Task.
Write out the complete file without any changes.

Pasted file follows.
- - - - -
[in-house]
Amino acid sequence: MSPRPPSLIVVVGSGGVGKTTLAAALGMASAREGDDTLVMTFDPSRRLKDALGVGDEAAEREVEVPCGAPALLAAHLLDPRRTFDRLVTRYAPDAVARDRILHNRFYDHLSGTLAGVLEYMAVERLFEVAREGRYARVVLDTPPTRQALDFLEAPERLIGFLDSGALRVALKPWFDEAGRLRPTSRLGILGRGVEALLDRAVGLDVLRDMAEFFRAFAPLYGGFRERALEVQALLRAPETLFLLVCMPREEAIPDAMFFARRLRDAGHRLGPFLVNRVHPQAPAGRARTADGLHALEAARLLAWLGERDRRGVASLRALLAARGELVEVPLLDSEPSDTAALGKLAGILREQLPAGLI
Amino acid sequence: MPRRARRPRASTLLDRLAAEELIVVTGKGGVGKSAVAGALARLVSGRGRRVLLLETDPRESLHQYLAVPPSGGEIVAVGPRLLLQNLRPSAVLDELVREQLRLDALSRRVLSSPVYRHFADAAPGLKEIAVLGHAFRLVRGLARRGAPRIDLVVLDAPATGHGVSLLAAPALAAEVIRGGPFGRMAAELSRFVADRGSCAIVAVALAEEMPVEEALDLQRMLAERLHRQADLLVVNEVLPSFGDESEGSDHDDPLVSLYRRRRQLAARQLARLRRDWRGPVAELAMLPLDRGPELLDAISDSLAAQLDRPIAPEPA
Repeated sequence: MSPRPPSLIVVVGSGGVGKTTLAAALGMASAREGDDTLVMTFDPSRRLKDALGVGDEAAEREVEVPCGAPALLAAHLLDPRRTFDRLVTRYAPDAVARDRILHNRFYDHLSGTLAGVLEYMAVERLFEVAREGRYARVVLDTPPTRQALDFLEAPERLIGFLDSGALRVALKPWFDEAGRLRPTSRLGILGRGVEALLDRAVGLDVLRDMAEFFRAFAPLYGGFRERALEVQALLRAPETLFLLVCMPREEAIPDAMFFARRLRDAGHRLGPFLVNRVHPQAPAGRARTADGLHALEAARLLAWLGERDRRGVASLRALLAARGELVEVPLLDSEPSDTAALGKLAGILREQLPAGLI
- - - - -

[in-house]
Amino acid sequence: MSPRPPSLIVVVGSGGVGKTTLAAALGMASAREGDDTLVMTFDPSRRLKDALGVGDEAAEREVEVPCGAPALLAAHLLDPRRTFDRLVTRYAPDAVARDRILHNRFYDHLSGTLAGVLEYMAVERLFEVAREGRYARVVLDTPPTRQALDFLEAPERLIGFLDSGALRVALKPWFDEAGRLRPTSRLGILGRGVEALLDRAVGLDVLRDMAEFFRAFAPLYGGFRERALEVQALLRAPETLFLLVCMPREEAIPDAMFFARRLRDAGHRLGPFLVNRVHPQAPAGRARTADGLHALEAARLLAWLGERDRRGVASLRALLAARGELVEVPLLDSEPSDTAALGKLAGILREQLPAGLI
Amino acid sequence: MPRRARRPRASTLLDRLAAEELIVVTGKGGVGKSAVAGALARLVSGRGRRVLLLETDPRESLHQYLAVPPSGGEIVAVGPRLLLQNLRPSAVLDELVREQLRLDALSRRVLSSPVYRHFADAAPGLKEIAVLGHAFRLVRGLARRGAPRIDLVVLDAPATGHGVSLLAAPALAAEVIRGGPFGRMAAELSRFVADRGSCAIVAVALAEEMPVEEALDLQRMLAERLHRQADLLVVNEVLPSFGDESEGSDHDDPLVSLYRRRRQLAARQLARLRRDWRGPVAELAMLPLDRGPELLDAISDSLAAQLDRPIAPEPA
Repeated sequence: MSPRPPSLIVVVGSGGVGKTTLAAALGMASAREGDDTLVMTFDPSRRLKDALGVGDEAAEREVEVPCGAPALLAAHLLDPRRTFDRLVTRYAPDAVARDRILHNRFYDHLSGTLAGVLEYMAVERLFEVAREGRYARVVLDTPPTRQALDFLEAPERLIGFLDSGALRVALKPWFDEAGRLRPTSRLGILGRGVEALLDRAVGLDVLRDMAEFFRAFAPLYGGFRERALEVQALLRAPETLFLLVCMPREEAIPDAMFFARRLRDAGHRLGPFLVNRVHPQAPAGRARTADGLHALEAARLLAWLGERDRRGVASLRALLAARGELVEVPLLDSEPSDTAALGKLAGILREQLPAGLI